Two years ago, Terence Blanchard documented his jump from Sony Classical to Blue Note with an album titled Bounce. This year’s sequel is just as aptly and succinctly named: Flow not only flows but also shows what’s possible when a band “has” flow. Blanchard has crafted a stirring and soulful contemporary outing and one of … Read More “Terence Blanchard: Flow”

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Avishai Cohen: At Home

Since his solo debut seven years ago, bassist Avishai Cohen has been honing a global strain of modern jazz that places primacy on rhythm. The second release on his Razdaz label is no exception, and furthers Cohen’s stature as a resourceful bandleader with a broad command of groove. At Home introduces a rhythm section that … Read More “Avishai Cohen: At Home”

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Wayne Shorter Quartet: Beyond the Sound Barrier

Beyond the Sound Barrier picks up where its predecessor left off: It’s another compilation of concert recordings from the band’s extensive travels. But where the epochal Footprints-Live! raided the classic Shorter catalog for material, this album sprinkles in several new tunes. They tend toward a mysterious rippling quality that justifies long and cosmic titles. The … Read More “Wayne Shorter Quartet: Beyond the Sound Barrier”

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Brad Mehldau: Anything Goes

He’s best known for the work he’s done with his outstanding trio. But Brad Mehldau just released a solo CD, is performing in a new quartet and is taking on multiple sideman gigs. What’s going on with the most acclaimed pianist of this generation? Nate Chinen finds out.

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Branford Marsalis: Committed

He’s one of the best interviews in music, runs a high-quality record label and leads one of jazz’s tightest bands. Nate Chinen shows why Branford Marsalis is so committed to excellence.

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The Gig: Firing the Canon

Barricade Books recently unleashed Kill Your Idols: A New Generation of Rock Writers Reconsiders the Classics. A pet project of Chicago Sun-Times critic and Harp magazine columnist Jim DeRogatis, the anthology consists of commissioned essays by Gen-X rock writers, each attacking an album in the critical canon. By turns bilious, mischievous and whiny, the book serves as … Read More “The Gig: Firing the Canon”

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Don Byron: Don Leaps In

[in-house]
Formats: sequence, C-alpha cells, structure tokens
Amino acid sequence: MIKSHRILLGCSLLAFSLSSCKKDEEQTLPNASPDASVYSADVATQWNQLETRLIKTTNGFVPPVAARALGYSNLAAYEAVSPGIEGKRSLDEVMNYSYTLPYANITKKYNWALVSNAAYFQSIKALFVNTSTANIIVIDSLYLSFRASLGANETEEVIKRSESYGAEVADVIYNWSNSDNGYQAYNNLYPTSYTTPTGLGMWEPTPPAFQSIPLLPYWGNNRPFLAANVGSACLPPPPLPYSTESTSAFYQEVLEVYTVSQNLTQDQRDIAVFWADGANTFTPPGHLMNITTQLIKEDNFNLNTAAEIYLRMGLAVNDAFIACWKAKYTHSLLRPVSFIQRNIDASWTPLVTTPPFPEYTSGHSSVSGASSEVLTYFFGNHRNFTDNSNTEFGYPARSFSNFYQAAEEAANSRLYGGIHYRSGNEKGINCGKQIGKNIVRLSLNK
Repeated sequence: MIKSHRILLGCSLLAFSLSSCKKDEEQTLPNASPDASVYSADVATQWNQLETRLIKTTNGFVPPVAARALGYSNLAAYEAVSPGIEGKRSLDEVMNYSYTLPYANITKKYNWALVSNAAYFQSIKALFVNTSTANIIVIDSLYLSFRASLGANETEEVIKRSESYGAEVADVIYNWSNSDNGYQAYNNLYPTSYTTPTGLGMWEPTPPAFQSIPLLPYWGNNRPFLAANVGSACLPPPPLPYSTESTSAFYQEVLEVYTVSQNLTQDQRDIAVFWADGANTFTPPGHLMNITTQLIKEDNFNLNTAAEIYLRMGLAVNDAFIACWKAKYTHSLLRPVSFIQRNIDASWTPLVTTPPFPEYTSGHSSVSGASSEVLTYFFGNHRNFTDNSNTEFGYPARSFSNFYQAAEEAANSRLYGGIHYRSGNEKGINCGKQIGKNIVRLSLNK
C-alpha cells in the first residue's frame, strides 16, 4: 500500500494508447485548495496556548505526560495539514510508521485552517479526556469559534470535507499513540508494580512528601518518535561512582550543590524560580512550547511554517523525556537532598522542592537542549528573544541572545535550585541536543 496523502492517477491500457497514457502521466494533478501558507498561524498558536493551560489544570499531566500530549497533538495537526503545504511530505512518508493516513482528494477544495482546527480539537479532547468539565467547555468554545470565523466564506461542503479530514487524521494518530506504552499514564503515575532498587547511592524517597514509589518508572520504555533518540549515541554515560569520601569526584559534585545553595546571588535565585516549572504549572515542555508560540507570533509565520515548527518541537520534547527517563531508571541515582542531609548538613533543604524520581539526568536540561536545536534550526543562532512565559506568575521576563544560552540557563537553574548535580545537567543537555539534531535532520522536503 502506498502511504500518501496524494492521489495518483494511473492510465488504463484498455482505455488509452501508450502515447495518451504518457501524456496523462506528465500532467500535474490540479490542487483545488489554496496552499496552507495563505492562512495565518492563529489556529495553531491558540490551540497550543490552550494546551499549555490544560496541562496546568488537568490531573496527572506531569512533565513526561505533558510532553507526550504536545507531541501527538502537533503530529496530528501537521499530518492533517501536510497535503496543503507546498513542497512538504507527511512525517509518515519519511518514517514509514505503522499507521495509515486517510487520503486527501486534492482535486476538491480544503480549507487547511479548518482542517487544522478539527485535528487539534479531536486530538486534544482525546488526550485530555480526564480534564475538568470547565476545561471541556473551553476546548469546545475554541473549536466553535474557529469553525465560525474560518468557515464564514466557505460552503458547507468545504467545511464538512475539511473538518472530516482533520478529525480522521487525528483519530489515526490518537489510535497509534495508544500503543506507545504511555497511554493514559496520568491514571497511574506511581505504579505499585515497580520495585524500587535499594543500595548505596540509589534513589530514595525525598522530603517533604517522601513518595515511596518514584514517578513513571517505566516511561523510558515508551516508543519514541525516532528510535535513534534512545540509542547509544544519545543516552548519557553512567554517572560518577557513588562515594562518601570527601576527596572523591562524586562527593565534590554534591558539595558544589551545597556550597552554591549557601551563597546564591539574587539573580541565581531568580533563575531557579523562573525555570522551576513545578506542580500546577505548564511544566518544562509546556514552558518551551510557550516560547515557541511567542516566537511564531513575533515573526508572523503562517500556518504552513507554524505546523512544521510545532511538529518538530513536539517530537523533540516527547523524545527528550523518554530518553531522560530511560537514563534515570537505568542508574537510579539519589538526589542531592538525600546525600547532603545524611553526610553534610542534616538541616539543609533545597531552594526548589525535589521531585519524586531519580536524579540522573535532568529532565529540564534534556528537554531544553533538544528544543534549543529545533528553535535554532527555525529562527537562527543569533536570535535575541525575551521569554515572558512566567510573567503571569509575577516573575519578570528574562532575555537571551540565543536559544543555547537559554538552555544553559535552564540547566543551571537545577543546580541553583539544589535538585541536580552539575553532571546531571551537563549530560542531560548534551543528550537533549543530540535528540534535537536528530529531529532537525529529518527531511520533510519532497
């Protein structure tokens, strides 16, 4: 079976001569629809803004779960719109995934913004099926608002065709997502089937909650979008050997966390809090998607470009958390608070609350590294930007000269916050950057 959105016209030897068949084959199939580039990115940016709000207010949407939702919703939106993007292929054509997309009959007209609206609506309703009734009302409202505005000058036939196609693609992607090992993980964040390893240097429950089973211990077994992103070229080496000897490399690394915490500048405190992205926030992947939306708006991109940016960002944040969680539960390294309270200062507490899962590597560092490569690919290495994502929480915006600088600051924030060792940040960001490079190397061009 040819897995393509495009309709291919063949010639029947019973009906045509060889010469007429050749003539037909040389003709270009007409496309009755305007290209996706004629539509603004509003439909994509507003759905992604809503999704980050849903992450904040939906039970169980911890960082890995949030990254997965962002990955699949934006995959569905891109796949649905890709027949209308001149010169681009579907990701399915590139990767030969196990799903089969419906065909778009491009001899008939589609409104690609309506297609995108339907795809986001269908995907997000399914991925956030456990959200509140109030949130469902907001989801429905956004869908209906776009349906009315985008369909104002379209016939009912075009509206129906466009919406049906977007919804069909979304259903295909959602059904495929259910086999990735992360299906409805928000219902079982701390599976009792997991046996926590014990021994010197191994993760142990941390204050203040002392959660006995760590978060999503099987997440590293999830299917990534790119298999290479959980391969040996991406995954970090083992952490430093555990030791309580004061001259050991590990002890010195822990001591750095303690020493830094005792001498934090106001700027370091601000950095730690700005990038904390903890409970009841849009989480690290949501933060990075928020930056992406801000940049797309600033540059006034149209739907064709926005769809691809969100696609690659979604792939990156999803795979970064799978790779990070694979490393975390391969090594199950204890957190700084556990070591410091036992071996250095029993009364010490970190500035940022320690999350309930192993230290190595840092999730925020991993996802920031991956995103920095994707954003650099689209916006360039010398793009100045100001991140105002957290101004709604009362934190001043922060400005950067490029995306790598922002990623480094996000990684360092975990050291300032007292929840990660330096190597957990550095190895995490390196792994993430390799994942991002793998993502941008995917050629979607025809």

For Ivey-Divey, his first album in three years, clarinetist Don Byron put together a trio that is based on the Lester Young Trio record from the ’40s with Nat “King” Cole and Buddy Rich. Byron nabbed Jason Moran and Jack DeJohnette for his disc, which is sure to be one of the highlights of 2004. Nate Chinen reports.

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Craig Taborn: Junk Magic

As a sideman, Craig Taborn has thrived in polar extremes. He swung hard with sax bruiser James Carter, wandered open space with Roscoe Mitchell and Mat Maneri, and dove into ice-cold ambience with Detroit technocrat Carl Craig. In the employ of saxophonist-composer Tim Berne, the keyboardist has lately been honing a musical syntax equally indebted … Read More “Craig Taborn: Junk Magic”

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Frank Kimbrough: Ghost Dance

As a member of the Jazz Composers Collective and the Herbie Nichols Project, pianist Frank Kimbrough has garnered rave reviews from the critics-even though he’s remained relatively unknown to the public. Perhaps Kimbrough’s new album on Palmetto will change that and people will come to know the man Andrew Hill calls “one of the few meaningful artists of our time.” Nate Chinen reports.

Gerry Mulligan: The Complete Verve Gerry Mulligan Concert Band Sessions

In addition to his stature as one of the great baritone saxophonists in history, Gerry Mulligan holds a reputation as a composer-arranger of significant influence. His signature sound-an unusual, irresistible blend of intricate counterpoint and open harmonic space-was a key development of the postwar era, finding its earliest outlet on Miles Davis’ Birth of the … Read More “Gerry Mulligan: The Complete Verve Gerry Mulligan Concert Band Sessions”